A group of coalition backbenchers has broken ranks to demand urgent action on a critical port leased by a Chinese company.
The Port of Newcastle is half-owned by China Merchants Port Holdings.
A group of MPs including Liberal senator Eric Abetz fear the company could use its powers to exploit coal exporters.
They want to introduce tougher regulations to guard against punitive costs.
“We need to protect our coal exporters,” Senator Abetz told 2GB radio on Monday.
“Within the communist dictatorship, civil companies are subject to the dictates of the regime.”
The politicians have signed and sent a joint letter to the prime minister and treasurer calling for action.
Scott Morrison said the National Competition Council had reviewed the Newcastle port lease on many occasions and provided advice to the government.
He said critical infrastructure laws were in place that gave the home affairs minister powers to demand action from the port.
“Those sort of decisions have got to be made based on evidence and where there’s evidence to support those actions then the government would certainly take them,” he said.
The prime minister has returned to Australia after travelling to Europe for the G7 summit, where he courted support for Australia in its diplomatic and trade battle with China.
Mr Morrison said Australia had important partners and allies but could not take them for granted.
“There are a lot of countries prepared to stand with us when our interests are under any pressure,” he said.
Mr Morrison shared with other world leaders a list of complaints China issued about Australia, which included issues around foreign interference and freedom of the press.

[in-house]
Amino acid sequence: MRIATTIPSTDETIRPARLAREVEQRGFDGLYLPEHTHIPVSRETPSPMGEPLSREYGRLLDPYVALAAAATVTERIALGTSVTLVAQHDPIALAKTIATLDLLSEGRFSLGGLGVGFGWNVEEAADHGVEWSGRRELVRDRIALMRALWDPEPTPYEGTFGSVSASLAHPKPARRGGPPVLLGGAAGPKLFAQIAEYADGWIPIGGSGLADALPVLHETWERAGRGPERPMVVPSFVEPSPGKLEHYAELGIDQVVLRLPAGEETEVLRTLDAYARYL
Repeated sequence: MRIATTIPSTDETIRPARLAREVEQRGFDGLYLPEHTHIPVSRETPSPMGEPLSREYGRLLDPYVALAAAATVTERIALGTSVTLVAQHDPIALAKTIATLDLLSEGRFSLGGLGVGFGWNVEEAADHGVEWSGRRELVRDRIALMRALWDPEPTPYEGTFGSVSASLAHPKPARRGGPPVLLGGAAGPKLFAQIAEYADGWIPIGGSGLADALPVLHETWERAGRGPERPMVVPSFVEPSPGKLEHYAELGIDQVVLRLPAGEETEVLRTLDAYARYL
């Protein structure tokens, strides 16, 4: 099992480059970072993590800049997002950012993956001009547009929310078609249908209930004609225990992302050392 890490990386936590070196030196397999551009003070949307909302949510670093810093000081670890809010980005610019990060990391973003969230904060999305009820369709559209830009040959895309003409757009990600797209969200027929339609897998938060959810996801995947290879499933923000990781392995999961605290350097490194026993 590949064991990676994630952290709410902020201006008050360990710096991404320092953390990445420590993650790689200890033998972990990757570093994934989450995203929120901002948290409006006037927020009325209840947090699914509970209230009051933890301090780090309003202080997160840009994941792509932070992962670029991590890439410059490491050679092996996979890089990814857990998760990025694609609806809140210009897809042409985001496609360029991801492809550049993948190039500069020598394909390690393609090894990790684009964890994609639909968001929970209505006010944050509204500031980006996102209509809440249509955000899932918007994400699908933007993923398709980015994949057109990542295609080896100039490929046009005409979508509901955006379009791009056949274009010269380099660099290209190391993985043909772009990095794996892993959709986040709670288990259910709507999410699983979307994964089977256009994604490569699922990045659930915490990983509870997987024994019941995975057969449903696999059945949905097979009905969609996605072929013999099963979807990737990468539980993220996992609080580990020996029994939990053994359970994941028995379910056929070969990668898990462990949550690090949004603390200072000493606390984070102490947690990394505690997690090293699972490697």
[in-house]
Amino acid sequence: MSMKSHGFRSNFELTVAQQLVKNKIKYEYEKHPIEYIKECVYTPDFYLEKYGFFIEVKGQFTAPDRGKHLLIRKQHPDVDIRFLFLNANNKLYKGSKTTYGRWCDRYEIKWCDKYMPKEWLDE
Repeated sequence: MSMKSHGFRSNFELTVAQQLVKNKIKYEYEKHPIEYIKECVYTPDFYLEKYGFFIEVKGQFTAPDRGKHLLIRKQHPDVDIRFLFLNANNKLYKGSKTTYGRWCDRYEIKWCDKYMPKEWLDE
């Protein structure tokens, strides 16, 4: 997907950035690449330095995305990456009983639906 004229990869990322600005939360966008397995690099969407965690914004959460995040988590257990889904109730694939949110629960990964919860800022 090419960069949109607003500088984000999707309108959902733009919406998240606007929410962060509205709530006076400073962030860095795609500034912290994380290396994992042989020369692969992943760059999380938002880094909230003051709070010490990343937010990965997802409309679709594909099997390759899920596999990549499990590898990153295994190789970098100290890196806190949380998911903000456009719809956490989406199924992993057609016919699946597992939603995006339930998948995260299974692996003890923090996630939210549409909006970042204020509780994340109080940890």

“These are all issues that are held in common with all of the countries that sat around that G7 table,” he said.
“This just served to highlight what this is really all about and why we need to be able to stand up for those things and find practical ways to work together.”
China has launched trade strikes against more than $20 billion worth of Australian exports in response to a range of grievances, including the prime minister’s call for an investigation into the origins of COVID-19.
Other world leaders are calling for a fresh inquiry into how the pandemic began, with a particular focus on the possibility the virus might have spread from a Chinese lab.
“We’ll find out what the facts are,” Mr Morrison said.
“I don’t sort of have a particular view about which (cause) it is. I’m happy for the evidence to decide that.”
Leaders at the G7 also spoke of the need for an early warning system to better respond to future outbreaks.
Mr Morrison said the issue was above politics or issues between any countries.
“It’s just common sense the world should have greater protections by all of us being more transparent about it if there’s an issue that’s running from a health perspective that can affect other countries,” he said.